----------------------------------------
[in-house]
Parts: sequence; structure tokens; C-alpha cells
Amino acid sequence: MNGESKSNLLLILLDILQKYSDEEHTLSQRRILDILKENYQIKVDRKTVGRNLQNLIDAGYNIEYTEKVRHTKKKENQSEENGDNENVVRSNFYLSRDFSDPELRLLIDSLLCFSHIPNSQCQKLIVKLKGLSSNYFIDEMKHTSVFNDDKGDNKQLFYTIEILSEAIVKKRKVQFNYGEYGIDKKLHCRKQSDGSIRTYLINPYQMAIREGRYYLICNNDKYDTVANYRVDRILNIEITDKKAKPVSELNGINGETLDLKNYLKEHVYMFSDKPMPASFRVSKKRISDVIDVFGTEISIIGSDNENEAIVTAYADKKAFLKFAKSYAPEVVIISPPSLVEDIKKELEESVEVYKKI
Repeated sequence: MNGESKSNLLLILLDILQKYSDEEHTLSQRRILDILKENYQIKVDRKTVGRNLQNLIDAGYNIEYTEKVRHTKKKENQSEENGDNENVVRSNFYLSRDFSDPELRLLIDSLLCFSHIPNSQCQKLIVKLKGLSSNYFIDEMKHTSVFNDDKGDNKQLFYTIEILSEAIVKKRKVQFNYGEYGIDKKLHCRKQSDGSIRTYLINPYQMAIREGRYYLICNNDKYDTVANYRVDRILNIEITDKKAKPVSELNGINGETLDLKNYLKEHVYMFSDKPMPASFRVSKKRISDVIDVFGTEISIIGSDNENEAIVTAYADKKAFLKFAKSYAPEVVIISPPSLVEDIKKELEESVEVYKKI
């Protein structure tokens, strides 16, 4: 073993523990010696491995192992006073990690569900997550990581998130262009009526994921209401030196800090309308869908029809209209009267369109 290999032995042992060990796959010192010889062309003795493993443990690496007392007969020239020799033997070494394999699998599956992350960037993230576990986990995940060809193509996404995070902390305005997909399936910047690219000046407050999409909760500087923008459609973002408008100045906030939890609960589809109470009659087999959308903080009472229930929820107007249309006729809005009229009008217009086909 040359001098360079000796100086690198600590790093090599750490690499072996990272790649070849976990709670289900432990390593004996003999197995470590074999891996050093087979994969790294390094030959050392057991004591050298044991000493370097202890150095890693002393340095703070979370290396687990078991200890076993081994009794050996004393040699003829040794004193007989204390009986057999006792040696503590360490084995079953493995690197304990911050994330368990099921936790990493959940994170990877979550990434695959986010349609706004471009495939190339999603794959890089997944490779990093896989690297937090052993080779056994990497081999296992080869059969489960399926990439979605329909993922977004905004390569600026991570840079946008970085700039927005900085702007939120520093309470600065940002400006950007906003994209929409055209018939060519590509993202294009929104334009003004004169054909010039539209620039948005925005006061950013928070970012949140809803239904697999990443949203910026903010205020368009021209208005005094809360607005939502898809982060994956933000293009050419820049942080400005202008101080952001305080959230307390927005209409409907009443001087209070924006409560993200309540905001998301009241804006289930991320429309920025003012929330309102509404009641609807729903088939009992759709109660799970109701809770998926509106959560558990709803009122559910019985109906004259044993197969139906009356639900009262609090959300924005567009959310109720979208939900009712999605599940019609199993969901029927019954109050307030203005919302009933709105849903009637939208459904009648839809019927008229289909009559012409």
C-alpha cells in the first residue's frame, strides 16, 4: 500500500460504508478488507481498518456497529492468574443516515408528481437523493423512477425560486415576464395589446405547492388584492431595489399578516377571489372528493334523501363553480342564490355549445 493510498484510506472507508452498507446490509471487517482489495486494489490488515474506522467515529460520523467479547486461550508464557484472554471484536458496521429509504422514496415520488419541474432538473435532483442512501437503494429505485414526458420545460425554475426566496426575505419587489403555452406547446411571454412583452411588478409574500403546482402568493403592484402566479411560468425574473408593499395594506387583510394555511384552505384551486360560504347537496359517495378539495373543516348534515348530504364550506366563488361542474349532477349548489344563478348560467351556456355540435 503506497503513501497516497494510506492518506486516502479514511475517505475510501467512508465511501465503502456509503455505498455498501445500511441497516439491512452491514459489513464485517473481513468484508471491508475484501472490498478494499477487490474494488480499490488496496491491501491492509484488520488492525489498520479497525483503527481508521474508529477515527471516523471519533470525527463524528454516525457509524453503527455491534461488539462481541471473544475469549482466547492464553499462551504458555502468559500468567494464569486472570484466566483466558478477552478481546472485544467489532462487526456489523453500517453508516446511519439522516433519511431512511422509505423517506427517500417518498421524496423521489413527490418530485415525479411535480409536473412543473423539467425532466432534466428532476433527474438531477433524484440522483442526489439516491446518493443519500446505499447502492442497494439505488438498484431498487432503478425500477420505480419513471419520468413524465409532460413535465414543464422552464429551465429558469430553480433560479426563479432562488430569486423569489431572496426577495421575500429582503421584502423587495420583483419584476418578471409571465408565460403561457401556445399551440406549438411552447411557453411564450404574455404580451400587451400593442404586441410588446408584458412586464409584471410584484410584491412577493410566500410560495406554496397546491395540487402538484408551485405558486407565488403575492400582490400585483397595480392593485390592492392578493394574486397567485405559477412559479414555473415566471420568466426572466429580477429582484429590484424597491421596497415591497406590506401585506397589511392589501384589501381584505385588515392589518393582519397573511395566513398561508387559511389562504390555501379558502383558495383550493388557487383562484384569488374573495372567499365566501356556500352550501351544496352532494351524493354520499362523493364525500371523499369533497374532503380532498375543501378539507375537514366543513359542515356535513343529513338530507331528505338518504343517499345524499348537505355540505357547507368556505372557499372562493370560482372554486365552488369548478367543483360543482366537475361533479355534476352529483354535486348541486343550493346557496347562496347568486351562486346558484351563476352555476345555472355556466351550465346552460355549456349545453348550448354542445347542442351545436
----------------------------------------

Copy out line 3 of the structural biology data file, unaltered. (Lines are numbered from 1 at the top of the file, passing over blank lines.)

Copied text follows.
Amino acid sequence: MNGESKSNLLLILLDILQKYSDEEHTLSQRRILDILKENYQIKVDRKTVGRNLQNLIDAGYNIEYTEKVRHTKKKENQSEENGDNENVVRSNFYLSRDFSDPELRLLIDSLLCFSHIPNSQCQKLIVKLKGLSSNYFIDEMKHTSVFNDDKGDNKQLFYTIEILSEAIVKKRKVQFNYGEYGIDKKLHCRKQSDGSIRTYLINPYQMAIREGRYYLICNNDKYDTVANYRVDRILNIEITDKKAKPVSELNGINGETLDLKNYLKEHVYMFSDKPMPASFRVSKKRISDVIDVFGTEISIIGSDNENEAIVTAYADKKAFLKFAKSYAPEVVIISPPSLVEDIKKELEESVEVYKKI